Janine shared a revelation she had with me a few months ago about how our thinking has changed regarding the people we work with here in Delhi. It’s a subtle shift, but it makes a huge difference to how we relate to and live alongside the people here. We came to India to ‘work with the poor’ and to ‘minister into slums’, but these days we don’t really use the words ‘poor’ or ‘slum’ when we talk about our community, instead we talk about our ‘friends’ and we visit their ‘homes’ for chai and rusks.
I guess the changed happened after building relationships with people. They don’t see themselves as poor and they are proud of their homes – they understand more than we ever could that having enough to eat most days and having a roof over your head means you are definitely not poor, even if you share one windowless room with the other 8 members of your family.
Manju, a girl in her 20’s in our young adults group, weeps when she talks about the poor. She herself was sent from the village at 11 to work as a servant in a home, working from 6am-midnight for little more than 12 pounds a month. She’s had an extremely hard life thus far. She knows what it is to suffer, yet she has incredible compassion for the people living on the streets, people with no hope.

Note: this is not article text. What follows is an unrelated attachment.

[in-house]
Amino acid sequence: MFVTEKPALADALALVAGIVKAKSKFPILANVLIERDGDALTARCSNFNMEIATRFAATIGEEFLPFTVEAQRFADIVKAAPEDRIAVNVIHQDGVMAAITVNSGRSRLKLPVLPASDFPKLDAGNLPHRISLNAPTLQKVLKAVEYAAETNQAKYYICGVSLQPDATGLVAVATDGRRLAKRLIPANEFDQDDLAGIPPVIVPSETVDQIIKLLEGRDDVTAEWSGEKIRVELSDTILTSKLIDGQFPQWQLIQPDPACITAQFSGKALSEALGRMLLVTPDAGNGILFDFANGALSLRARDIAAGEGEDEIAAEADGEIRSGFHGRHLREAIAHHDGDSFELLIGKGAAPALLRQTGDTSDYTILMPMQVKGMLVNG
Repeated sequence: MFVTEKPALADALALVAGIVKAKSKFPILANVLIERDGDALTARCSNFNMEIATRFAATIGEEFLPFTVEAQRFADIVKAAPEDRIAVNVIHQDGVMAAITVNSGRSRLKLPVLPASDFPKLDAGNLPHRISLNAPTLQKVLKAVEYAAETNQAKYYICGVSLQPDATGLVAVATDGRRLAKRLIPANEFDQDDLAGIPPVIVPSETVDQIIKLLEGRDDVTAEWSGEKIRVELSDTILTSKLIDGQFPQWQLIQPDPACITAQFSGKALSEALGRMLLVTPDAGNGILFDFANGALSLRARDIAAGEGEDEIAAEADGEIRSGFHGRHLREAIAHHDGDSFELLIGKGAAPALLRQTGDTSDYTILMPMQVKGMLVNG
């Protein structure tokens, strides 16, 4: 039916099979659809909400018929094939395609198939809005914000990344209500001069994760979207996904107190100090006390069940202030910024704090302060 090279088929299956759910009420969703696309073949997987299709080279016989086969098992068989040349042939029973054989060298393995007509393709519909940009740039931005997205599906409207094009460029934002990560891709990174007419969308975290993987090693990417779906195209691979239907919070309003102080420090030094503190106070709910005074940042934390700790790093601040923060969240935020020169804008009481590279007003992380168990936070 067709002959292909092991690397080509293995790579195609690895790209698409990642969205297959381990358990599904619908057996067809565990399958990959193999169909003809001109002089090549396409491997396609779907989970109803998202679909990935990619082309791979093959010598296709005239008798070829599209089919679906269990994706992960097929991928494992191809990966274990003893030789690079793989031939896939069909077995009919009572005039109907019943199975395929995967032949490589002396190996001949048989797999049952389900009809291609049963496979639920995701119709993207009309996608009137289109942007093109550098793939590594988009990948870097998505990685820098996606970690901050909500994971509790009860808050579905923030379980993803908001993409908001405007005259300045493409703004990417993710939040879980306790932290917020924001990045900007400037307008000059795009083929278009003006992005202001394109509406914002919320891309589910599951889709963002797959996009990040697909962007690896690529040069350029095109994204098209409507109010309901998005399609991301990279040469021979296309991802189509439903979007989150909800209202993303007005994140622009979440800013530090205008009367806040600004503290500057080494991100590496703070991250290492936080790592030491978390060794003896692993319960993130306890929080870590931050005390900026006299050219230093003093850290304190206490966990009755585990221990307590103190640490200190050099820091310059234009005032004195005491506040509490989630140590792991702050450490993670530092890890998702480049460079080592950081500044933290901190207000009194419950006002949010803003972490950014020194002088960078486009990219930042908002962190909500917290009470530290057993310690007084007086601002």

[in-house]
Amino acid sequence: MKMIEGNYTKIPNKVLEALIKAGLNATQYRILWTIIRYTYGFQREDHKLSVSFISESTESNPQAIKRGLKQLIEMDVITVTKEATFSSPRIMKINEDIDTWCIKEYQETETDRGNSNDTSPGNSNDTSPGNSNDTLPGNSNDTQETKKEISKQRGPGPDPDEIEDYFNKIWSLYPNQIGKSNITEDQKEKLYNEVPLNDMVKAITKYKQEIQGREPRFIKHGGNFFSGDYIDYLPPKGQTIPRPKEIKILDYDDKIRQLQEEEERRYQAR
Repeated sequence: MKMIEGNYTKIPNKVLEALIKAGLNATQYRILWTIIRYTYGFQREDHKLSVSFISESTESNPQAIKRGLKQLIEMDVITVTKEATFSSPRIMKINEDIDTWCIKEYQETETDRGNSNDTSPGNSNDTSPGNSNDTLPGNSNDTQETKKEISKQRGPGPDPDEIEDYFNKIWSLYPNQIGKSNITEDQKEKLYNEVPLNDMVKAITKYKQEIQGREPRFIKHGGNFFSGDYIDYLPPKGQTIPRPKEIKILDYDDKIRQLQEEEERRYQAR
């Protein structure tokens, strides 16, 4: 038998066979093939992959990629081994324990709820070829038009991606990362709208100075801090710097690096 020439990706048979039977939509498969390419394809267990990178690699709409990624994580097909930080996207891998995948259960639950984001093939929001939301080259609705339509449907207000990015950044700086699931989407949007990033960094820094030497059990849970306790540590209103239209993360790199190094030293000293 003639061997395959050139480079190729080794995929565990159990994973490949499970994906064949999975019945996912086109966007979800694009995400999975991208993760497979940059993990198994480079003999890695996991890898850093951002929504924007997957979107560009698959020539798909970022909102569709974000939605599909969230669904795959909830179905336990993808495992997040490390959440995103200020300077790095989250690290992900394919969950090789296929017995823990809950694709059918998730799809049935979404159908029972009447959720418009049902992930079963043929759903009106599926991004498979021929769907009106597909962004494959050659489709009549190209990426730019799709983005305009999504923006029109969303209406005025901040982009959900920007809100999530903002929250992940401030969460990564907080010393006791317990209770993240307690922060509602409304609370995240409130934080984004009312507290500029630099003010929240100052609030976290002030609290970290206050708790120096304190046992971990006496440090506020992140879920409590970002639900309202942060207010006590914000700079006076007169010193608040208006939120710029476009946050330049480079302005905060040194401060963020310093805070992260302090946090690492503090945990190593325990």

Ravi, another guy in our group lost his father to alcoholism when he was a teenager and his mother to cancer just 2 years ago. As a small boy he worked in a factory losing out any chance of an education, but now he is determined to make something of his life, to help provide for his younger sisters, to change their outcome. You can call Ravi anytime day or night and he will come and help you, smiling and ready to do whatever he can. I often see him out and about, busy helping someone or other out – whether its searching for a room for an elderly couple that can no longer climb the stairs in the big buildings where everyone lives, or helping someone get an I.D card so they can open a bank account or access healthcare.
We have such a privilege of leading young adults like these, and we’ve seen their lives changed, their identities reformed as they put their hope in Jesus. But we are also learning so much from them. We’ve learnt that real poverty is not in living in one room, it’s not sharing a bathroom with 100 other people or working as a domestic help or day labourer – real poverty is living without hope, without a sense of value for your own life or others’. You are poor when you don’t understand your worth in Jesus and know how much He loves you. And that’s why we love spending time with the Ravi’s and the Manju’s here, because when we’re with them we see Jesus. They are looked down upon and scorned by so many because of the darkness of their skin, their caste and the area they live, but they know their value isn’t in those things. God is unearthing treasure here. His Kingdom is coming, and when we walk the streets where they live, we know we are walking on streets paved with gold.